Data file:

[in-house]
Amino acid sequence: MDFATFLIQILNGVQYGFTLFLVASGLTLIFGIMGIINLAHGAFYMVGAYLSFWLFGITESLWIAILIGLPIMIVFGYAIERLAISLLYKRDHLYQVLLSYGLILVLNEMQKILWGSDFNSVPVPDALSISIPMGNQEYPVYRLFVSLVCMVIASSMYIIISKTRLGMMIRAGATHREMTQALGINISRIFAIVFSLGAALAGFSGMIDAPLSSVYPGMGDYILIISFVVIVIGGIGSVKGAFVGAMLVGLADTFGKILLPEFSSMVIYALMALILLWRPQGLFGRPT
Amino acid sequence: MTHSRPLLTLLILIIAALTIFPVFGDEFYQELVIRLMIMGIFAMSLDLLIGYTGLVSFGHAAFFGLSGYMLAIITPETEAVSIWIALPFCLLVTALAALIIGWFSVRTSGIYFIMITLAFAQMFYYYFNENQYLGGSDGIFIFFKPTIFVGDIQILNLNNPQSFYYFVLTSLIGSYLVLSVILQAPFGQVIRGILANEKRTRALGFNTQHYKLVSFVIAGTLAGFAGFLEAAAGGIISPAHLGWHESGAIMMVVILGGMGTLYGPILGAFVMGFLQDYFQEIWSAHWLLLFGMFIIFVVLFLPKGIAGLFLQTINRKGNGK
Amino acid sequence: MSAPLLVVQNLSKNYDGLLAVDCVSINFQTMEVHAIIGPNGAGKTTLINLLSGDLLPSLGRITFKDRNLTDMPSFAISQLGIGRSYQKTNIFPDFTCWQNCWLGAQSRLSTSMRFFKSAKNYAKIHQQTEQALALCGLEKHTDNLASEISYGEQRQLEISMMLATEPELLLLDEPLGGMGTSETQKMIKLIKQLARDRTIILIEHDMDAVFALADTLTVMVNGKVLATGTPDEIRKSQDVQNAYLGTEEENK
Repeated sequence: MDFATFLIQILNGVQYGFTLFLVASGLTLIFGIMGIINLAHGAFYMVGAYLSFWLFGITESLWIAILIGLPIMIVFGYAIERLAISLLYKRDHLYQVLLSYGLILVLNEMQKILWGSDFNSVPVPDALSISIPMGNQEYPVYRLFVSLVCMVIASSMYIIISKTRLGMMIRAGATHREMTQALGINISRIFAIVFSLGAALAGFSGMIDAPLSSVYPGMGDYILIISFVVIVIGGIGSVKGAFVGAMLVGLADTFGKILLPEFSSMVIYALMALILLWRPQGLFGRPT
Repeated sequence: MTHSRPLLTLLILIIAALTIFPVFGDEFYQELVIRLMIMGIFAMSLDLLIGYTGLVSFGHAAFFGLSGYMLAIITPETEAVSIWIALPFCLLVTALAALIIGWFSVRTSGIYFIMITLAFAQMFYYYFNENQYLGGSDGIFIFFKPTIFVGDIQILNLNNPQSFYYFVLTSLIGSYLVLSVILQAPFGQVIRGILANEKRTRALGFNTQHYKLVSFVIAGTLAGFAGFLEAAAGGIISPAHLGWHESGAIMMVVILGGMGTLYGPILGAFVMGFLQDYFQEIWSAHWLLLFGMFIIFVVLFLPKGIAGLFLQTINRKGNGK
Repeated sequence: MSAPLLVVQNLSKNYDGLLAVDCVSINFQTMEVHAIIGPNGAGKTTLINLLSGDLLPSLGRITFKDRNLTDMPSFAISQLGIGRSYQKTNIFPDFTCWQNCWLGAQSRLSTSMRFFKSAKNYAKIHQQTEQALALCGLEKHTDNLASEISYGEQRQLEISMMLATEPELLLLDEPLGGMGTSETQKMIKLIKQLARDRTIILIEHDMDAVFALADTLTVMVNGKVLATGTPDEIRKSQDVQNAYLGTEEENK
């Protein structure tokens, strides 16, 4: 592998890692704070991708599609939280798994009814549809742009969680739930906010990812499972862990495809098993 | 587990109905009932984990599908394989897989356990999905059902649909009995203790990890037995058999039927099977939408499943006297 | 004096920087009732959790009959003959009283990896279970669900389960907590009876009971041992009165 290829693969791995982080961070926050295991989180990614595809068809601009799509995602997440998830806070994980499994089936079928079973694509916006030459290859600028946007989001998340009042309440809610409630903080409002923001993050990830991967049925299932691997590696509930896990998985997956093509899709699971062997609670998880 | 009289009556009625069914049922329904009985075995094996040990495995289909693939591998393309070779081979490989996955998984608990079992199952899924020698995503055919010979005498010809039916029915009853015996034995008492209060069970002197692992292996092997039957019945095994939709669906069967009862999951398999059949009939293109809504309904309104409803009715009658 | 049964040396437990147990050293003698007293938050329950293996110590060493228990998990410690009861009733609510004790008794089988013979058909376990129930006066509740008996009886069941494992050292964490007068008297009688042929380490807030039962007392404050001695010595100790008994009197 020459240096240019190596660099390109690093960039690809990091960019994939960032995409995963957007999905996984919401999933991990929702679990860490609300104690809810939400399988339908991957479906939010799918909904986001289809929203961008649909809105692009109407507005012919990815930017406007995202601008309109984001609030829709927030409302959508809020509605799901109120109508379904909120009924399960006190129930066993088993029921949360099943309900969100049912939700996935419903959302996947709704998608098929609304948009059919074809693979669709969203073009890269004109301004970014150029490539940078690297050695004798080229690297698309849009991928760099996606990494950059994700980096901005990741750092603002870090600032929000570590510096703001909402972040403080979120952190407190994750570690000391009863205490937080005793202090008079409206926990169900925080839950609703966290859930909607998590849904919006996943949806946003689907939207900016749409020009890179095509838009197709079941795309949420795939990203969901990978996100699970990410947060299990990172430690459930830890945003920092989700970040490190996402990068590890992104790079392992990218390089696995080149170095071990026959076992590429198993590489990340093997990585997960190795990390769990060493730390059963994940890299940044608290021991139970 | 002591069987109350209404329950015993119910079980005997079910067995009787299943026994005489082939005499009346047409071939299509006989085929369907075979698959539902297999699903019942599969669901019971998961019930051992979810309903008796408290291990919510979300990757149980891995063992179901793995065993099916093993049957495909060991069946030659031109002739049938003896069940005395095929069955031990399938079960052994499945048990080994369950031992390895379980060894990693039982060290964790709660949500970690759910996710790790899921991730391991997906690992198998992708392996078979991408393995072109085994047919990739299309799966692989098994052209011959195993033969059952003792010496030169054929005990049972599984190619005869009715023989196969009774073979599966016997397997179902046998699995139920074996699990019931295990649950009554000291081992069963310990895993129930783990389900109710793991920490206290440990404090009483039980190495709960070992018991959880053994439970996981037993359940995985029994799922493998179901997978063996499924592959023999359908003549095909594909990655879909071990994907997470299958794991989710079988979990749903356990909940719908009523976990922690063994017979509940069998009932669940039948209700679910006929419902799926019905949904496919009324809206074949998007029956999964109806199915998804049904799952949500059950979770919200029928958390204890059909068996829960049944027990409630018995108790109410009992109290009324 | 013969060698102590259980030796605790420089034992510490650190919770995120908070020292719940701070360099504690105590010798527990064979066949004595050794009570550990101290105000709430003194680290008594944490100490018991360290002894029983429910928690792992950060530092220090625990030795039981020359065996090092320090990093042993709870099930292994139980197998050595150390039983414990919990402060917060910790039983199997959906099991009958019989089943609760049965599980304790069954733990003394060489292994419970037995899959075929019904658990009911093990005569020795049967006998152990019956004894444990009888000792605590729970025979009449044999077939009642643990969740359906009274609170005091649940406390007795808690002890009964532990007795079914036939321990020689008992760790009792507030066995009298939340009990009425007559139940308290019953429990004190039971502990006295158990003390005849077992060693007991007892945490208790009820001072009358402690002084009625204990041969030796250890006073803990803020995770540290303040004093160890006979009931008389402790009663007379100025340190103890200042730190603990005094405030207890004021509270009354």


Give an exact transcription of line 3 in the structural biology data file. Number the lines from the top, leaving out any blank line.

Amino acid sequence: MTHSRPLLTLLILIIAALTIFPVFGDEFYQELVIRLMIMGIFAMSLDLLIGYTGLVSFGHAAFFGLSGYMLAIITPETEAVSIWIALPFCLLVTALAALIIGWFSVRTSGIYFIMITLAFAQMFYYYFNENQYLGGSDGIFIFFKPTIFVGDIQILNLNNPQSFYYFVLTSLIGSYLVLSVILQAPFGQVIRGILANEKRTRALGFNTQHYKLVSFVIAGTLAGFAGFLEAAAGGIISPAHLGWHESGAIMMVVILGGMGTLYGPILGAFVMGFLQDYFQEIWSAHWLLLFGMFIIFVVLFLPKGIAGLFLQTINRKGNGK